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Monday, June 26th, 2017
Contributors: J.Price, C.Basinger, D.Benedet, C.Kerlow, D.Mak, S. Obata


It feels as though summer has truly started, and the markets are happy for it, showing solid gains to start the week overseas.  While Australia was flat, Hong Kong and China managed some decent gains, and Europe is broadly up around 1% at the halfway point in the day.
Credit spreads are also moving in, with the Markit investment grade index sub-60, where it spent a brief period in 2014 before doubling through 2015 and early 2016.  We are watching closely and thinking about the possible effects, as that move coincided with the disastrous year for preferred shares (which was largely blamed on interest rates rather than credit), and of course energy credits were pinned as the primary cause of the broad decline.

Credit can stay “tight” for long periods of time, though.  The fact that both investment grade and high yield spreads are as low as they have been since 2006 doesn’t in itself spell trouble.
News that China’s A-Shares are being added to the MSCI World index (as long speculated) certainly turned some heads – but of course there are skeptics given many of the tight controls that the Chinese continue to have over their mainland stock market and money flows.  SCMP reports.
Crude declined close to 4% last week, bringing the price down over 20% from recent highs. Sentiment is clearly pretty negative at the moment, and bear market oil headlines dominated a lot of the news flow. We analyzed the news flow of the past week over Bloomberg and counted 104 instances of “bear market” and “oil” in the same headline. This was certainly an extreme reading, which when plotted over the price of oil shows that, as a SHORT TERM sentiment indicator, it can be taken as a bullish sign. That being said, our most recent Market Ethos report on oil looks at the bigger picture. We remain underweight in our portfolios and advise patience.
Nestle targeted by Dan Loeb in activist investors biggest ever bet. Loeb’s Third Point has built a $3.5 billion position in the company. For now the company is publically saying that it will remain committed to its strategy, while keeping an open dialogue with its shareholders. Loeb would like to push the company into selling L’Oreal, increase leverage and increase share buybacks.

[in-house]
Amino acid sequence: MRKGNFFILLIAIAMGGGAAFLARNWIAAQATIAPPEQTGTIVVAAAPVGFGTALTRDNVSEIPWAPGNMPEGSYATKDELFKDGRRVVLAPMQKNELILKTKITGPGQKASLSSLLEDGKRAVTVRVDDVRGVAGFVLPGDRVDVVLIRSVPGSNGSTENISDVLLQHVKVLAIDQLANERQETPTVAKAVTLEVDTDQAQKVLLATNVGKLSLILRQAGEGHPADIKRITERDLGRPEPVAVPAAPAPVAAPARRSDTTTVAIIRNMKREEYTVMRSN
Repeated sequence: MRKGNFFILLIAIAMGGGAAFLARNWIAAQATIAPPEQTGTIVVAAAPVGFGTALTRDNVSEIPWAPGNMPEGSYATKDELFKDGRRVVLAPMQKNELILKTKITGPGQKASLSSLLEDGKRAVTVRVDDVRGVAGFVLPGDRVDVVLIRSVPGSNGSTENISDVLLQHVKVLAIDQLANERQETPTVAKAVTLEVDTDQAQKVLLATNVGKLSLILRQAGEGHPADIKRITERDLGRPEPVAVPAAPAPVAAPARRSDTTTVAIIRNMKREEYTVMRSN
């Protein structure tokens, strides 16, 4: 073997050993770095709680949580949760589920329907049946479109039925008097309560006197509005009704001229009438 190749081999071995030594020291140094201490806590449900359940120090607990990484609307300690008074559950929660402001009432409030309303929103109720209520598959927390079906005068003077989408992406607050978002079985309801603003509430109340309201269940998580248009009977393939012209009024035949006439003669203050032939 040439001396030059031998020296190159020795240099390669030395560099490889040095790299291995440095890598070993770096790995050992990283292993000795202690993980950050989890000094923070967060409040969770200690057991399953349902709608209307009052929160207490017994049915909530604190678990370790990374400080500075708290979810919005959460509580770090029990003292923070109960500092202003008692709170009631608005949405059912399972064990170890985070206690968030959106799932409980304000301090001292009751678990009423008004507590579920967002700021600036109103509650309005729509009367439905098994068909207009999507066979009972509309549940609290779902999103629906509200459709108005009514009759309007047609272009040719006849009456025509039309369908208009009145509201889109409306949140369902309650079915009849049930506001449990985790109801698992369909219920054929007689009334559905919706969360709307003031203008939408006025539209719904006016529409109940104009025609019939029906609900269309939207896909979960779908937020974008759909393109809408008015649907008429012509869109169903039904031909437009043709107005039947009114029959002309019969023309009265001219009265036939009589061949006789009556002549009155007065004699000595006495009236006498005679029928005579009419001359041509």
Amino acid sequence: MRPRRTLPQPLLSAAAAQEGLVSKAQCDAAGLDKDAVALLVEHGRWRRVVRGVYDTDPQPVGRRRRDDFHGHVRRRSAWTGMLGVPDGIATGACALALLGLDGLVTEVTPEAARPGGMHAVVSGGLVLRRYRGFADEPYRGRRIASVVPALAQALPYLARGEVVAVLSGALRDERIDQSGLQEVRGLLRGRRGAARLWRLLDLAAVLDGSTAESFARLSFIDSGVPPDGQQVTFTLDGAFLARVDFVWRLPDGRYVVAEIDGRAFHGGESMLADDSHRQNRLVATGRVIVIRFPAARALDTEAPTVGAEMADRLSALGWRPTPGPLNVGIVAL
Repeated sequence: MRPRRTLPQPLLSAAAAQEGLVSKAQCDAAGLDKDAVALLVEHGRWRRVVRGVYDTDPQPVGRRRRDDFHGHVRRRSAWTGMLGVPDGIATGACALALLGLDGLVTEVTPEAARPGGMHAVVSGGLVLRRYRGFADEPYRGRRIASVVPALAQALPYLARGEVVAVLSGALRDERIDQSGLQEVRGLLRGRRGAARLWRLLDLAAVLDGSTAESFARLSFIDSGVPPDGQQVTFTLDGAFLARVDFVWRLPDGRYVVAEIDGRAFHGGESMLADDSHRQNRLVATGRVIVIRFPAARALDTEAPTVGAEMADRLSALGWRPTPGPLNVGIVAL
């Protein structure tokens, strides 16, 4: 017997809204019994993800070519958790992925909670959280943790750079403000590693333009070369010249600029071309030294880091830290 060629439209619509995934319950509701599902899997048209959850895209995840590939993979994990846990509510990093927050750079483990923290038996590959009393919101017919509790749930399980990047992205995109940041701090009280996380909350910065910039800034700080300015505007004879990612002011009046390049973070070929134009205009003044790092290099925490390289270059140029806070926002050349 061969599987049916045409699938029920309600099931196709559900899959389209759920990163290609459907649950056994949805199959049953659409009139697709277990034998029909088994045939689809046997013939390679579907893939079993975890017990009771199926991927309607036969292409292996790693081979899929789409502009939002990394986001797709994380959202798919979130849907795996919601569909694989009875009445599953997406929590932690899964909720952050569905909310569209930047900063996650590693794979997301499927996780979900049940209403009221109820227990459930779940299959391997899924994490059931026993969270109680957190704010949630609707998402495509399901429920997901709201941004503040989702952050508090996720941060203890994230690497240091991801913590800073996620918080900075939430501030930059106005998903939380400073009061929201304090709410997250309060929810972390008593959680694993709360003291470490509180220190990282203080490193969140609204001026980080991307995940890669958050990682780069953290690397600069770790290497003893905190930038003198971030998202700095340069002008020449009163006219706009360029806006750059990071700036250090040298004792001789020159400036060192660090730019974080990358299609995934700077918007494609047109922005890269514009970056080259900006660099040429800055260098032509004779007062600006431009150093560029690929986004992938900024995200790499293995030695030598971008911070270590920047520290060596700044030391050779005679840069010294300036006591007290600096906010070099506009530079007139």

Hong Kong has lost its ranking as world's top IPO market. Based on deals over the first six months of this year, it has slipped to third behind New York and Shanghai. Snaps $3.9 billion IPO certainly helped give a boost to New York, but a first half total of $18.2 billion has given it a healthy lead over its Asian rivals.
Diversion:  The inaugural Azerbaijan Formula 1 race was a barn-burner, and Canadian Lance Stroll became the youngest Canuck (and second youngest ever) to ever podium.  Click through for highlights from Baku.


Berkshire Hathaway is buying nearly 10% of Store Capital Corp. sending shares of the REIT up over 15% in premarket trading. This is another real estate bet after the company took a stake in Home Capital Group last week. The LCBO fending off a strike of their nearly 8,000 workers this weekend with the help of a mediator. Stores were staying open longer than usual this weekend to allow customers a chance to stock up, just in case. Amazon is planning on revamping how Whole Foods operates their warehouses once the $14bb deal closes. They see this as one of the most immediate ways to realize cost synergies.